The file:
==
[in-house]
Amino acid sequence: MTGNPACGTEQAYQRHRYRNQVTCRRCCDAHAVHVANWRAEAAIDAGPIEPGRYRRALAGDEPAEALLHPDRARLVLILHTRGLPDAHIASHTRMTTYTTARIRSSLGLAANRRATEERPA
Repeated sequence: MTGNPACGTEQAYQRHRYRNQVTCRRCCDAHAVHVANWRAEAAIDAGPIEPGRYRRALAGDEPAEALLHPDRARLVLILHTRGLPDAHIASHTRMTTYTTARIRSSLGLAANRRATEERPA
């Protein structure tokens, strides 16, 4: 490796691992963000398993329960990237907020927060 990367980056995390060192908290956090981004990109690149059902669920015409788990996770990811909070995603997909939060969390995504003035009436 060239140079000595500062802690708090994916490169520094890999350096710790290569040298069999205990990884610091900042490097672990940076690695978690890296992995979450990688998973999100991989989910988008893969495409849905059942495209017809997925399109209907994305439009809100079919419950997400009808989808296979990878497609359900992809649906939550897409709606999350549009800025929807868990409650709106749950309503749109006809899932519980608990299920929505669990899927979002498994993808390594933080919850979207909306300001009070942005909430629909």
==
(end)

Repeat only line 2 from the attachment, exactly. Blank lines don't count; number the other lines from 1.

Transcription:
Amino acid sequence: MTGNPACGTEQAYQRHRYRNQVTCRRCCDAHAVHVANWRAEAAIDAGPIEPGRYRRALAGDEPAEALLHPDRARLVLILHTRGLPDAHIASHTRMTTYTTARIRSSLGLAANRRATEERPA